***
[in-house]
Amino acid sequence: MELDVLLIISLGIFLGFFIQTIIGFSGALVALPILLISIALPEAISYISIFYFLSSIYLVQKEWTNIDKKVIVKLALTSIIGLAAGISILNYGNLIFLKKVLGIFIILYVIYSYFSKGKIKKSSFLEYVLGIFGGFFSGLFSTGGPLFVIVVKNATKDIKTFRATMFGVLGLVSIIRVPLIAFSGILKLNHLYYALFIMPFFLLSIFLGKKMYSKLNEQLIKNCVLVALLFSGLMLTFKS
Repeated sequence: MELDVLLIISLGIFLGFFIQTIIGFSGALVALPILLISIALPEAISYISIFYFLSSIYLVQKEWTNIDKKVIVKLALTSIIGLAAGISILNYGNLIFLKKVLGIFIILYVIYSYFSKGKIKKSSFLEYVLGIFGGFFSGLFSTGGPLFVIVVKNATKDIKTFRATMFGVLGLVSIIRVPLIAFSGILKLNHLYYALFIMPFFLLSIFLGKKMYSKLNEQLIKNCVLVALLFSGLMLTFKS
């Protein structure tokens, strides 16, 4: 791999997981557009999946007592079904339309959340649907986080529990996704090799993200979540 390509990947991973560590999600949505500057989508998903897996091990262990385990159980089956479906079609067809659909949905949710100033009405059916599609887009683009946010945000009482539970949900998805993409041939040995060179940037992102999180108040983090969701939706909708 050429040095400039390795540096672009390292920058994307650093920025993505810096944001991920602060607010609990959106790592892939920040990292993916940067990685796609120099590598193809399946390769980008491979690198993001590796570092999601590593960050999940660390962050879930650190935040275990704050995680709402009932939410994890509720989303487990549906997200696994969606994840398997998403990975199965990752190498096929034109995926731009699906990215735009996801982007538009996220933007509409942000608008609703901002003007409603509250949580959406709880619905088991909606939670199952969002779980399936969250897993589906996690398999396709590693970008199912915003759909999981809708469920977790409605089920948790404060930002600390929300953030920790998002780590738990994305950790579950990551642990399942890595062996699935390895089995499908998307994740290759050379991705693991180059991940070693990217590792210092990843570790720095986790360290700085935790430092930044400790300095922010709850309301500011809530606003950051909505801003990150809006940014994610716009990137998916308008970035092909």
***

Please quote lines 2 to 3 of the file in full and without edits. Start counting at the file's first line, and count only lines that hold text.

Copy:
Amino acid sequence: MELDVLLIISLGIFLGFFIQTIIGFSGALVALPILLISIALPEAISYISIFYFLSSIYLVQKEWTNIDKKVIVKLALTSIIGLAAGISILNYGNLIFLKKVLGIFIILYVIYSYFSKGKIKKSSFLEYVLGIFGGFFSGLFSTGGPLFVIVVKNATKDIKTFRATMFGVLGLVSIIRVPLIAFSGILKLNHLYYALFIMPFFLLSIFLGKKMYSKLNEQLIKNCVLVALLFSGLMLTFKS
Repeated sequence: MELDVLLIISLGIFLGFFIQTIIGFSGALVALPILLISIALPEAISYISIFYFLSSIYLVQKEWTNIDKKVIVKLALTSIIGLAAGISILNYGNLIFLKKVLGIFIILYVIYSYFSKGKIKKSSFLEYVLGIFGGFFSGLFSTGGPLFVIVVKNATKDIKTFRATMFGVLGLVSIIRVPLIAFSGILKLNHLYYALFIMPFFLLSIFLGKKMYSKLNEQLIKNCVLVALLFSGLMLTFKS